Do You Really Have Piriformis Syndrome?
Piriformis syndrome is a pain in the butt, but is your pain in the butt actually from this condition? Continue reading to explore more details on this diagnosis and to learn more about your body!
Disclaimer: This post is not intended as medical advice. If you are experiencing pain, seek care from a medical doctor.
What is the piriformis?
The piriformis is a deep muscle located on the backside of your hip. It’s underneath a relatively large muscle called the gluteus maximus. (The glute max is the major muscle we think of when we think of the back of the hip.)
The piriformis muscle externally rotates the hip when it’s extended. This means when your leg is back behind you, the piriformis helps you to turn your leg so that your toes point up.
When the hip is flexed, the piriformis muscle abducts the hip. This means that if your leg is lifted up, the piriformis will help to then bring your leg out to the side.
The sciatic nerve often exits the pelvis just below the piriformis muscle, but this isn’t the case for everyone. There can be differences due to different anatomy in different individuals.
What is piriformis syndrome?
Piriformis syndrome means that there’s an issue with the piriformis muscle.
Symptoms of piriformis syndrome include pain, numbness, or tingling in the buttock. There may also be pain, numbness, or tingling down the back of the leg.
Typically, these symptoms worsen with sitting for a long time or with walking, running, or going up/down stairs.
This radiating pain occurs due to the piriformis muscles proximity to the sciatic nerve. Basically, the piriformis muscle goes into spasm or gets tight and puts pressure on the sciatic nerve causing these symptoms.
But…….piriformis syndrome isn’t the only condition that causes symptoms of pain, numbness, and tingling in the buttock and down the back of the leg.
There are other diagnoses that can cause the same types of symptoms. A common example of a condition that would cause similar symptoms is a disc issue in the lower back.
So...do you actually have piriformis syndrome?
While there is no way I can tell you through a blog post if you actually have piriformis syndrome, I can share with you some insight.
Piriformis syndrome is one of those terms that tends to get thrown at people without a thorough enough evaluation.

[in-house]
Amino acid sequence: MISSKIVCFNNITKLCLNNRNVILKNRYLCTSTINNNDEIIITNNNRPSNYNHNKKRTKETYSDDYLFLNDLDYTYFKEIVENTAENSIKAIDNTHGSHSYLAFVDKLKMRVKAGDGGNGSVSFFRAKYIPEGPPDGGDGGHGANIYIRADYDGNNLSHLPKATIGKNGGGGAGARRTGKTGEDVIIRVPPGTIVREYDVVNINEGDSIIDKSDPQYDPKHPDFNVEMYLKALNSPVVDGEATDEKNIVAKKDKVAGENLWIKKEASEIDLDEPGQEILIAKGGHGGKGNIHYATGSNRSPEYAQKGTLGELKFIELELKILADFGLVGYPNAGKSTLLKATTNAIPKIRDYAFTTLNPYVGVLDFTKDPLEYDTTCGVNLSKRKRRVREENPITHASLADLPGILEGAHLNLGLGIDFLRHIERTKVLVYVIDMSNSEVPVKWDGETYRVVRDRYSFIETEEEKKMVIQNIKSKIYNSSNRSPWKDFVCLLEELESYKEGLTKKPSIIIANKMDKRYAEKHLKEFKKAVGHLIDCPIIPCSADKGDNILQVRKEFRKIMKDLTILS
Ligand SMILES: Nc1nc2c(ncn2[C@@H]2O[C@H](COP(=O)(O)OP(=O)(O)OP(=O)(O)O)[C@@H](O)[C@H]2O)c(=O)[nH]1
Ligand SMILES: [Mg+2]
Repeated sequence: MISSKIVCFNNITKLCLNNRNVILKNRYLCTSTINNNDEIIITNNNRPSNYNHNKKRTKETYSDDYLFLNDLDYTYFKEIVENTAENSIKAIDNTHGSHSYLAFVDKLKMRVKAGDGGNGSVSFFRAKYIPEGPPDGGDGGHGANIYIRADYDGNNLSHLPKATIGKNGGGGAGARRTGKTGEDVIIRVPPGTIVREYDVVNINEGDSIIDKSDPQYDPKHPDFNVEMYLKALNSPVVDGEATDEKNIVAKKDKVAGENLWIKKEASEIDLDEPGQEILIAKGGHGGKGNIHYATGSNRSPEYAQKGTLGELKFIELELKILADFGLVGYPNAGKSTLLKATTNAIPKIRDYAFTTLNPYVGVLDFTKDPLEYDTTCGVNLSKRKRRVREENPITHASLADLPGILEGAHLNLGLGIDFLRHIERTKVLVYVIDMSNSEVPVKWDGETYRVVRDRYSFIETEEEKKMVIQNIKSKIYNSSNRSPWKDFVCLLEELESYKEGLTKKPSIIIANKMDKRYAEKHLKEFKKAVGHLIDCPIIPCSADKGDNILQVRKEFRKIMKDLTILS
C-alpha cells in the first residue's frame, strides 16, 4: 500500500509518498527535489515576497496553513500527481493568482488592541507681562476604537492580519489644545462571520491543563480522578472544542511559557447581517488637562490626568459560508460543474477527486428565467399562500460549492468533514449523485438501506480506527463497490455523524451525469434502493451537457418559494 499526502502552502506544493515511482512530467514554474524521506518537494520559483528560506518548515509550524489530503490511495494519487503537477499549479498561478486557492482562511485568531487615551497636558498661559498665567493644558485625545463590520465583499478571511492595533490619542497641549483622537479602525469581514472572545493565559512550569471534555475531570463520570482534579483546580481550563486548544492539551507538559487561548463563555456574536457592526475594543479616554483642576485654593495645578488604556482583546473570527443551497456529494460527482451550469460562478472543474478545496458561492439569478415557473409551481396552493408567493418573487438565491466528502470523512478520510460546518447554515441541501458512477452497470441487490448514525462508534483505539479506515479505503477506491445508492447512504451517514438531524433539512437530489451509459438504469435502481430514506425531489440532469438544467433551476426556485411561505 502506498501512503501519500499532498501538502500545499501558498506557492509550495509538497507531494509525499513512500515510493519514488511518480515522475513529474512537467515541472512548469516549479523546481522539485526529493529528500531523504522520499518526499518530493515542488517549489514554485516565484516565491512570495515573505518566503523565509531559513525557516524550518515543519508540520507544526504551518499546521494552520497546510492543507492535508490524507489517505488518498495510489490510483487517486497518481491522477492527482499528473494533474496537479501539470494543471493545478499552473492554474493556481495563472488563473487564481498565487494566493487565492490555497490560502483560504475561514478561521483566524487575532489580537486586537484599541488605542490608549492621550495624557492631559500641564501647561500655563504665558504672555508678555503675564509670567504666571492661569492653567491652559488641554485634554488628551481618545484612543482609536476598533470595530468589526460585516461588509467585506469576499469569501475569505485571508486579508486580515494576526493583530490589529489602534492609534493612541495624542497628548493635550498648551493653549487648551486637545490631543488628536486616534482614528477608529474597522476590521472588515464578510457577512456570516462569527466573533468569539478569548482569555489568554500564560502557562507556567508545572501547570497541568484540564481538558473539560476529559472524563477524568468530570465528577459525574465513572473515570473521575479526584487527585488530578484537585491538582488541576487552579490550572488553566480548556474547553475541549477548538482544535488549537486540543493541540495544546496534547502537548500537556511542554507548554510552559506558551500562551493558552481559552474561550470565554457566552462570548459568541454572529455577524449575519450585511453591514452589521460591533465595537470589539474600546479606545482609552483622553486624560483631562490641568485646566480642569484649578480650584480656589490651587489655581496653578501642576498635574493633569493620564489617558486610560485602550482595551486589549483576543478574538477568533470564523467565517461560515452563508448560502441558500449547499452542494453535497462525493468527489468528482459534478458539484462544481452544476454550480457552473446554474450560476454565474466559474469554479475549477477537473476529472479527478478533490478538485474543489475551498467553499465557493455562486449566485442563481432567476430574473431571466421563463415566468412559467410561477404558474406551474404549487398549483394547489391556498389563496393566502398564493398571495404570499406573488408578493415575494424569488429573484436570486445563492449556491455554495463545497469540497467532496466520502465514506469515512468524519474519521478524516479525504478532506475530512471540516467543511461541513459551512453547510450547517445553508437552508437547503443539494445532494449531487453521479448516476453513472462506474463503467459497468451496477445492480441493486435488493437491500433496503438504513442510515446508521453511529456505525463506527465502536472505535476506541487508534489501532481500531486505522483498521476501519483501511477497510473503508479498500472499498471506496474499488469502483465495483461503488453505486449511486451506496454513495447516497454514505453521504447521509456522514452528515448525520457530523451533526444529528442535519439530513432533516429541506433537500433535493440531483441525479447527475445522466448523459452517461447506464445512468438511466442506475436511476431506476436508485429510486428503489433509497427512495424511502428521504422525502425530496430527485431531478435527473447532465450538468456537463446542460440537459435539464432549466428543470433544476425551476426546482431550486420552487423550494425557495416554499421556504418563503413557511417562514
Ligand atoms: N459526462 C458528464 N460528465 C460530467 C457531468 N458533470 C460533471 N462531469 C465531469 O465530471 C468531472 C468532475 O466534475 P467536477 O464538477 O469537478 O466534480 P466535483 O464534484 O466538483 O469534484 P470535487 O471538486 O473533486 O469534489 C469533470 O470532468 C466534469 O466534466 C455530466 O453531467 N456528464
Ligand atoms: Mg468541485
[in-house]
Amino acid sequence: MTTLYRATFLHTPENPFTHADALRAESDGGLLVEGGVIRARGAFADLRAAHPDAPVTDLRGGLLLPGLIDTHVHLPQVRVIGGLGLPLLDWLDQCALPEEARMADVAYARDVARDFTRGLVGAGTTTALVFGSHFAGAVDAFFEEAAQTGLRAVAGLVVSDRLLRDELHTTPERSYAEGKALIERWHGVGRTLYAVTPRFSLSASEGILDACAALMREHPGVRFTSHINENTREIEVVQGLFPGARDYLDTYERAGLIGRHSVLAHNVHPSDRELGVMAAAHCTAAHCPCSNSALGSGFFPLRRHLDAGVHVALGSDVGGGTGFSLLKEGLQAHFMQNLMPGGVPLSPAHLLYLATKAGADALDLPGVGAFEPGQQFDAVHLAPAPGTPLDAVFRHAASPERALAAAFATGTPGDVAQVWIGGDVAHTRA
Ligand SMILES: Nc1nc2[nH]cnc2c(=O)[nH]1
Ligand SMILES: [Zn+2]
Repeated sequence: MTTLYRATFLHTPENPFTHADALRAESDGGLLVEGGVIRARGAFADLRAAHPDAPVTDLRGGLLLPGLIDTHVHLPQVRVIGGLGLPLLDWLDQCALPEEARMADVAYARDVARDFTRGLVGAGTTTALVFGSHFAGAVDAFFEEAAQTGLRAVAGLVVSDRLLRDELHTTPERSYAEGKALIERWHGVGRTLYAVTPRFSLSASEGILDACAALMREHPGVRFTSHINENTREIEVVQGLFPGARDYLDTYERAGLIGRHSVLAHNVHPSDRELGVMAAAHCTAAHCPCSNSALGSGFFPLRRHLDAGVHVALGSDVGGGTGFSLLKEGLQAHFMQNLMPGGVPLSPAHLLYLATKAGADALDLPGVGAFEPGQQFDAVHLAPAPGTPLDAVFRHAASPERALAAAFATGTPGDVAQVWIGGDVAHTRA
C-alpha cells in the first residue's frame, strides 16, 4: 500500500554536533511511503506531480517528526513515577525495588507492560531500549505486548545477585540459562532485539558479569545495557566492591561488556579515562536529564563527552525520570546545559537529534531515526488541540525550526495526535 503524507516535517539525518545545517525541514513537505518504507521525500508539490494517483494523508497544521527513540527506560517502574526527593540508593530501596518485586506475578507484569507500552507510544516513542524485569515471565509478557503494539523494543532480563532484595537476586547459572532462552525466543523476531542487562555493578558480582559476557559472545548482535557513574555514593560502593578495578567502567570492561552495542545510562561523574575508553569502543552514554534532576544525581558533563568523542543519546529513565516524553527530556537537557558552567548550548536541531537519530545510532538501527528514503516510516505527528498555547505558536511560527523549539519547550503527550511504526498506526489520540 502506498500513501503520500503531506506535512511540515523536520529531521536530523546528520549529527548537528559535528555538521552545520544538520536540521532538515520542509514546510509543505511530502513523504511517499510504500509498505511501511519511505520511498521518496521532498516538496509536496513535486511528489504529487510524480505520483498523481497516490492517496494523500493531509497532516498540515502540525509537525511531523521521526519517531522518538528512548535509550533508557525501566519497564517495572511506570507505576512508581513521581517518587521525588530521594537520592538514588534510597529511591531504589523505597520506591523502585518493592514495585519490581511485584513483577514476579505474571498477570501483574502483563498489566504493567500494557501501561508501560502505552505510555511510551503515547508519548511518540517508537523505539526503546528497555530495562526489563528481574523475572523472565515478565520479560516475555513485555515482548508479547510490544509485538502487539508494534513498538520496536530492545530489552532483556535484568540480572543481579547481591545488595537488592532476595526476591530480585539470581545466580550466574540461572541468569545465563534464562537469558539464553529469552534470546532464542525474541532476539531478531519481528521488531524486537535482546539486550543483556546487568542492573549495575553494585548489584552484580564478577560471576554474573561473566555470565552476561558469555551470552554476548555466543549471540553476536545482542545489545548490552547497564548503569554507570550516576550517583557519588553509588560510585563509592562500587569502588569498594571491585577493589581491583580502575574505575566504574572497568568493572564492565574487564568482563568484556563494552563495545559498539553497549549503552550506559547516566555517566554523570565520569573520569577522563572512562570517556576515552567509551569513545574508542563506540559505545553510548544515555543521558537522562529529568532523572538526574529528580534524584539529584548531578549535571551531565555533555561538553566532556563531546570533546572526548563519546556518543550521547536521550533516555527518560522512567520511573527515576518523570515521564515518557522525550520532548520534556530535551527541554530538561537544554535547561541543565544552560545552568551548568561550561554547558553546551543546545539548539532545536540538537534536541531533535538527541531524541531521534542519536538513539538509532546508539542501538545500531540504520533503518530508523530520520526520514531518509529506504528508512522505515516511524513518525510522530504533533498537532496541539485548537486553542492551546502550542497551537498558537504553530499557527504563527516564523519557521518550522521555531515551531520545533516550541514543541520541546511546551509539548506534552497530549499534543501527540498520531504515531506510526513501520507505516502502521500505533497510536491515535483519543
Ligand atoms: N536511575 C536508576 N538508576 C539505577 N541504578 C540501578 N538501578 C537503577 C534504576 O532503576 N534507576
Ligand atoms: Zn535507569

As you’ve already learned, you can’t diagnose piriformis syndrome based on symptoms alone. There are too many other issues that can cause the same symptoms. That’s why a thorough examination is so important.
Based on my own prior experience at an orthopedic physical therapy clinic, it was relatively uncommon for patients seeking physical therapy for symptoms like these to actually have piriformis syndrome.
Much more often, these types of symptoms were from an issue with a disc in the lower back. (Of course, piriformis syndrome and disc issues aren’t the only two things that cause these symptoms which is why it’s important to see a medical professional to make sure your symptoms aren’t coming from something more serious!)
But for this example, say someone has an issue with a disc that’s causing their symptoms. This doesn’t mean that there isn’t dysfunction in the piriformis. Oftentimes, the piriformis is actually tight but it’s usually more of a secondary issue and not the primary cause of symptoms.
If you only focus on treating the piriformis and it's not the primary cause of symptoms, improvements will be minimal.
And even if you do have piriformis syndrome, this is probably just one piece of what’s going on.
It’s so important to look at the body as a whole when working on healing. It’s unlikely that you only have a tight piriformis and that you have no other muscle imbalances in the body. When one muscle gets tight, there is often an opposing muscle that gets weak.
Interesting finding when researching for sources for this article…. I typed in just a general search for piriformis syndrome, assuming to see just general information about it. But pretty high in the search results I found an article written on webMD about how most cases of sciatica are not from piriformis syndrome. So this wasn’t just me projecting my theories on the world wide web lol!
This isn’t to say that you don’t have piriformis syndrome, it’s just to bring into question if you were actually properly diagnosed. See a practitioner who takes the time to do a thorough examination to determine what’s going on before throwing a diagnosis at you.
If you are having symptoms that are similar to piriformis syndrome such as pain, tingling, or numbness in your buttock or down your leg, please see a doctor! Do NOT ignore it. As you learned, there are many different things that can cause these symptoms so you should see a professional who can diagnose what’s going on to make sure it’s nothing serious.
Also, radiating symptoms and numbness/tingling are indicative of a nerve related issue. Nerve issues are NOT something that you want to ignore.
If you have these symptoms, see a doctor or a physical therapist and find one that takes the time to be thorough. If you see a practitioner that you feel isn’t helping you or isn’t taking their time with you, see someone else.
I hope you found this post helpful in learning more about your body!
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Chang, Carol, et al. Anatomy, Bony Pelvis and Lower Limb: Piriformis Muscle, www.ncbi.nlm.nih.gov/books/NBK519497/. Accessed 16 Nov. 2023.
Lightsey, Roma, and Tyler Wheeler. “Piriformis Syndrome: Symptoms, Causes, Treatments, Exercises, and More.” WebMD, WebMD, www.webmd.com/pain-management/piriformis-syndrome-causes-symptoms-treatments. Accessed 16 Nov. 2023.